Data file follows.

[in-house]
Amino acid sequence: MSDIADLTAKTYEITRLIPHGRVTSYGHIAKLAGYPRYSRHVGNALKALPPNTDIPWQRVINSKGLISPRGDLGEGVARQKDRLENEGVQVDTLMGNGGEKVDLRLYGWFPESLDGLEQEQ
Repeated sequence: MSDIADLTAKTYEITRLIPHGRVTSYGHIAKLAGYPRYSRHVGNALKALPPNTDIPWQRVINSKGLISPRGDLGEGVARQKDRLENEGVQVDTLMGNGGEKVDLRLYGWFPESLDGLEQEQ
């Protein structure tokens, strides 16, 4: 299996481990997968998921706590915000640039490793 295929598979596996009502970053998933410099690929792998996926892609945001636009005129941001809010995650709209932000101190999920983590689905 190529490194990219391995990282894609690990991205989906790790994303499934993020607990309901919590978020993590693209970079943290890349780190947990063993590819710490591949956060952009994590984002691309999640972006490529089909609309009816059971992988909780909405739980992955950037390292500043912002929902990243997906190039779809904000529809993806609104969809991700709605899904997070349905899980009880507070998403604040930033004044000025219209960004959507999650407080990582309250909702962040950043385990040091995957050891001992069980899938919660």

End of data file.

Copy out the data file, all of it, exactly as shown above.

[in-house]
Amino acid sequence: MSDIADLTAKTYEITRLIPHGRVTSYGHIAKLAGYPRYSRHVGNALKALPPNTDIPWQRVINSKGLISPRGDLGEGVARQKDRLENEGVQVDTLMGNGGEKVDLRLYGWFPESLDGLEQEQ
Repeated sequence: MSDIADLTAKTYEITRLIPHGRVTSYGHIAKLAGYPRYSRHVGNALKALPPNTDIPWQRVINSKGLISPRGDLGEGVARQKDRLENEGVQVDTLMGNGGEKVDLRLYGWFPESLDGLEQEQ
């Protein structure tokens, strides 16, 4: 299996481990997968998921706590915000640039490793 295929598979596996009502970053998933410099690929792998996926892609945001636009005129941001809010995650709209932000101190999920983590689905 190529490194990219391995990282894609690990991205989906790790994303499934993020607990309901919590978020993590693209970079943290890349780190947990063993590819710490591949956060952009994590984002691309999640972006490529089909609309009816059971992988909780909405739980992955950037390292500043912002929902990243997906190039779809904000529809993806609104969809991700709605899904997070349905899980009880507070998403604040930033004044000025219209960004959507999650407080990582309250909702962040950043385990040091995957050891001992069980899938919660």